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Japan PM announces end to virus state of emergency

A coronavirus state of emergency targeting nightlife in Tokyo and other Japanese regions will end this week, Prime Minister Yoshihide Suga said Tuesday, as cases nosedive nationwide.

The emergency measures, which largely limit alcohol sales, restaurant opening hours and crowd sizes at large events, have been in place for much of the year, including during the Olympics.

 

They are due to expire at the end of September, and Suga said there would be no extension due to Japan’s improving virus situation.

 

“Thanks to everyone’s hard work, the number of daily new infections, which was above 25,000 in mid-August, has come down to 1,128 people as of yesterday,” he said at a ministerial meeting.

 

“Hospital bed occupancy rates in all regions have come down below 50 percent. The number of severely sick people peaked in early September and continues to fall,” he added.

 

Nineteen regions, including greater Tokyo, economic hubs Osaka and Aichi, and tourist hotspots Kyoto and Okinawa are currently under the emergency that ends Friday.

 
Even after the measure expires, Suga recommended that bars and restaurants close at 9 pm. But many are already flouting the rules, saying that virus financial support from the government is not enough to stay afloat.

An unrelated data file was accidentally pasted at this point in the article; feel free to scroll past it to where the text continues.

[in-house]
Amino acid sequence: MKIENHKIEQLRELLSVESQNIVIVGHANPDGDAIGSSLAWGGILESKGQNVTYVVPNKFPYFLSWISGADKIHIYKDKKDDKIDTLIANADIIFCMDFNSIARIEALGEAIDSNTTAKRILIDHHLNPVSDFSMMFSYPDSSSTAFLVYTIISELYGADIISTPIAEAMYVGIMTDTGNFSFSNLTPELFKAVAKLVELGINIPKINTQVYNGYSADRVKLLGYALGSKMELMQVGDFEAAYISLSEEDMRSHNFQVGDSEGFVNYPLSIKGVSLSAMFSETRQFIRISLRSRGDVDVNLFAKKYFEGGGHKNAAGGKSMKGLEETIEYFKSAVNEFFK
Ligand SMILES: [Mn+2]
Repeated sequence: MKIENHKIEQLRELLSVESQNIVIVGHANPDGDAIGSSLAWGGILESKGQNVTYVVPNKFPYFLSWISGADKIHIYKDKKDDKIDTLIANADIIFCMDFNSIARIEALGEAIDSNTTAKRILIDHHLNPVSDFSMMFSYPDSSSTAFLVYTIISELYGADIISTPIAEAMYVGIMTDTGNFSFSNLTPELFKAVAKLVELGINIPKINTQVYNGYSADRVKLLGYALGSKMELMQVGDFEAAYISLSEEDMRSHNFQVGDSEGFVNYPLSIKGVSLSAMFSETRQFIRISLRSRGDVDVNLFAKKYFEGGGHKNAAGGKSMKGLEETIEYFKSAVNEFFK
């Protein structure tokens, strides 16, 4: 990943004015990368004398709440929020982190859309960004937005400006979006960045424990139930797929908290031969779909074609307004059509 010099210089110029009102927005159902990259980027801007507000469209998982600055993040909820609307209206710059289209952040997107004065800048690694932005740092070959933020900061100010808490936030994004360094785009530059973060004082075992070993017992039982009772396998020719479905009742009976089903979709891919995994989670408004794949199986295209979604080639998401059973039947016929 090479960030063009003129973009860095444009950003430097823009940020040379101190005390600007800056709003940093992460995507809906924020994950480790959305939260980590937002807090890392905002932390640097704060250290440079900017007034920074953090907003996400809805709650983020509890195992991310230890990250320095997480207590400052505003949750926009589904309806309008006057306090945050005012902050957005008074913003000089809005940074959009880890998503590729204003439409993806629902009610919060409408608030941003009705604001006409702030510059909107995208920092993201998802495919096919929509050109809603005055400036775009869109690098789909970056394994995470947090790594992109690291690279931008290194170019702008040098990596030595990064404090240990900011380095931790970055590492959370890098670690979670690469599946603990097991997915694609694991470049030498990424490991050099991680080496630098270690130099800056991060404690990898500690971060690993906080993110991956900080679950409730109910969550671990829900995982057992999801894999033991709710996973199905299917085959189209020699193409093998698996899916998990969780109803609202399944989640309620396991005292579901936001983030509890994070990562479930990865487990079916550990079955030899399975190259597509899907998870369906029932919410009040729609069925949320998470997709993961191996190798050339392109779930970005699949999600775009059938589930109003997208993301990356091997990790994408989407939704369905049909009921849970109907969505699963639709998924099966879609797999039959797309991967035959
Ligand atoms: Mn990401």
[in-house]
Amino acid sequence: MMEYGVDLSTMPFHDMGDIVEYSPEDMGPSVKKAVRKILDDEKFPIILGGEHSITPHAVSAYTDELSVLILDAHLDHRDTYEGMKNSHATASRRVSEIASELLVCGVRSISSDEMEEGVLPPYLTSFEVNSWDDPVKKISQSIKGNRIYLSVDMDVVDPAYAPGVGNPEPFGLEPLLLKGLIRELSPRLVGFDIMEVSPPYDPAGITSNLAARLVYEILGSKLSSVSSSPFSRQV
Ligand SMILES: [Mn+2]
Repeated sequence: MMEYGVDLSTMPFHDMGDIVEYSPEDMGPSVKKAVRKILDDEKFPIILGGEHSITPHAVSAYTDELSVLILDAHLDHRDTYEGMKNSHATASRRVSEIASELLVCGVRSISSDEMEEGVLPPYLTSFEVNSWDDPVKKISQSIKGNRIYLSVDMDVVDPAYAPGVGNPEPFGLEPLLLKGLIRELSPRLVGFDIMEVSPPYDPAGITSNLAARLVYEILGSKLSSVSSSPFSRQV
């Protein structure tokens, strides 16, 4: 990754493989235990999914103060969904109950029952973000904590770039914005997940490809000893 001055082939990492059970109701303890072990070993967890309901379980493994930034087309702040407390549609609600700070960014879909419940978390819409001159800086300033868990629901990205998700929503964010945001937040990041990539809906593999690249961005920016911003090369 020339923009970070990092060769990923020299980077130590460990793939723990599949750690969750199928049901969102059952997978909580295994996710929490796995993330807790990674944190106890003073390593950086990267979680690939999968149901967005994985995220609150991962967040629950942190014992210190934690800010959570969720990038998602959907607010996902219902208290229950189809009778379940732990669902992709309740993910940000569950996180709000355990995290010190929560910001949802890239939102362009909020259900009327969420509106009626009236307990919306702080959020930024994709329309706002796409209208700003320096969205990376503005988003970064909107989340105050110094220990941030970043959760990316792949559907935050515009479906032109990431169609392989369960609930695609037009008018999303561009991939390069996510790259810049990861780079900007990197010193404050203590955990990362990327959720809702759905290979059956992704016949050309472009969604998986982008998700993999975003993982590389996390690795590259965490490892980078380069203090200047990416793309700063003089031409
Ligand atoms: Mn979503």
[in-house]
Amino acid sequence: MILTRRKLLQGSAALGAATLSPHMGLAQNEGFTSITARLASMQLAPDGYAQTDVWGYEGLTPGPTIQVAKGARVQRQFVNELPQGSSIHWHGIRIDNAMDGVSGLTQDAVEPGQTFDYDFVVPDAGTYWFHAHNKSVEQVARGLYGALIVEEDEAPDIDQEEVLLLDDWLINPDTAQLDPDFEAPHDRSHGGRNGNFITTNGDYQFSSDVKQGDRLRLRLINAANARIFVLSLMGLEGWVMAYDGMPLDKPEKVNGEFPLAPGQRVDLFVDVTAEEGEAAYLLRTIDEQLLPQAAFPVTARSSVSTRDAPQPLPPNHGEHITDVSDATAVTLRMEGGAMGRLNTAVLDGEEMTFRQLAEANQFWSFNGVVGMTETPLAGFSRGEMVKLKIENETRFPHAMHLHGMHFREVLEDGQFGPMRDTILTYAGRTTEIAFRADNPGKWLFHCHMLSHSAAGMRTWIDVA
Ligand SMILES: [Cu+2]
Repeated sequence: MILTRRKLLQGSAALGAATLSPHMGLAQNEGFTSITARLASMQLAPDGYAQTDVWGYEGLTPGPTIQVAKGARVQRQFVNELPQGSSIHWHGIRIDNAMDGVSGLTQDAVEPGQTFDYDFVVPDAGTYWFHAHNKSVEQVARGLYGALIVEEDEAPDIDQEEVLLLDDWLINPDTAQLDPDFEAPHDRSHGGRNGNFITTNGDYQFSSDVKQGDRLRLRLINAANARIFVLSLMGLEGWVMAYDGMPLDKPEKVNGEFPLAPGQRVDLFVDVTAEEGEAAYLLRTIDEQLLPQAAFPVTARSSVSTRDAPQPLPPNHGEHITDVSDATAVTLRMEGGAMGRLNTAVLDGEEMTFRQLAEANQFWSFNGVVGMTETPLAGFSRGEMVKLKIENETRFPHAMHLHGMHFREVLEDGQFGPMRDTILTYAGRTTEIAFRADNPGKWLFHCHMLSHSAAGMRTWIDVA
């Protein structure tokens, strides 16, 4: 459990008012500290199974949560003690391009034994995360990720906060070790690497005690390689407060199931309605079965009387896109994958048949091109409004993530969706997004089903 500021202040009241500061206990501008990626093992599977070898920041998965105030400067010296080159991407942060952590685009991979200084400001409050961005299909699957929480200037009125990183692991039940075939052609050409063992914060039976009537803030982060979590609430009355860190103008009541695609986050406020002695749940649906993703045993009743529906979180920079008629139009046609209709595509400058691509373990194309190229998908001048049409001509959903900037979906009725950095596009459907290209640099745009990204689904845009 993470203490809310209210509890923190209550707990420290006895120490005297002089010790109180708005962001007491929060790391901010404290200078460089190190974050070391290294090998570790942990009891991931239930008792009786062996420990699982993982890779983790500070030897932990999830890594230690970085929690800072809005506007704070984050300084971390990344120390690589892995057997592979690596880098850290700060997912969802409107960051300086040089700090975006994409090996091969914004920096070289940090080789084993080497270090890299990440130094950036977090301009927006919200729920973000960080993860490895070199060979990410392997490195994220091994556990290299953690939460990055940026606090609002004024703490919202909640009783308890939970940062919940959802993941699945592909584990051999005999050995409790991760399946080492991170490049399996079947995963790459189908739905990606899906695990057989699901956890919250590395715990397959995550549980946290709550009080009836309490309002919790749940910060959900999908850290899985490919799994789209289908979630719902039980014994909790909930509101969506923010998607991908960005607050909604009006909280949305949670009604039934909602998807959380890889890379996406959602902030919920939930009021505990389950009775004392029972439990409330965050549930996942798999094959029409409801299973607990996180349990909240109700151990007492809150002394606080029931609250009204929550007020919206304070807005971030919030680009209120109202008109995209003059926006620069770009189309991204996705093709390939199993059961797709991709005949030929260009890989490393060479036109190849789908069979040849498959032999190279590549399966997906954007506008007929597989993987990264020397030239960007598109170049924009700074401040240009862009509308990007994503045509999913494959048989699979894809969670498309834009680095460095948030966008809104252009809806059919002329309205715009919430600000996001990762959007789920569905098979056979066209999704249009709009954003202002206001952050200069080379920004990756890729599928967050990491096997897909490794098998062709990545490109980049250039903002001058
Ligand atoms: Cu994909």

Japan has been hit less severely by the pandemic than many other countries, recording around 17,500 deaths among its population of 125 million, and the government has never imposed strict stay-at-home orders.

But hospitals have come under strain from several sharp spikes in cases, with the latest wave driven by the more contagious Delta variant.

The nation’s vaccine programme got off to a slow start but has picked up speed, with 58 percent of the population now fully inoculated, more than the United States.

Suga’s approval ratings have taken a battering since he took office in September 2020, and he is stepping down after just a year as prime minister.

His unpopularity partly stems from the government’s pandemic response, with on-off emergency measures and other restrictions in place throughout his term.

A ruling party leadership vote will be held on Wednesday to choose his successor, who will contest general elections in October or November.

On Tuesday, Suga said whoever replaces him would have plenty to keep them busy.

“I believe Japan stands at a crucial moment,” he said.

“There is a falling birth rate and a greying population. The security environment is rapidly changing. The new coronavirus has illuminated Japan’s lag in digitalisation.”

“The next prime minister should be one who exercises their power… it’s important that the person is able to do their best under many different conditions.”

 

 

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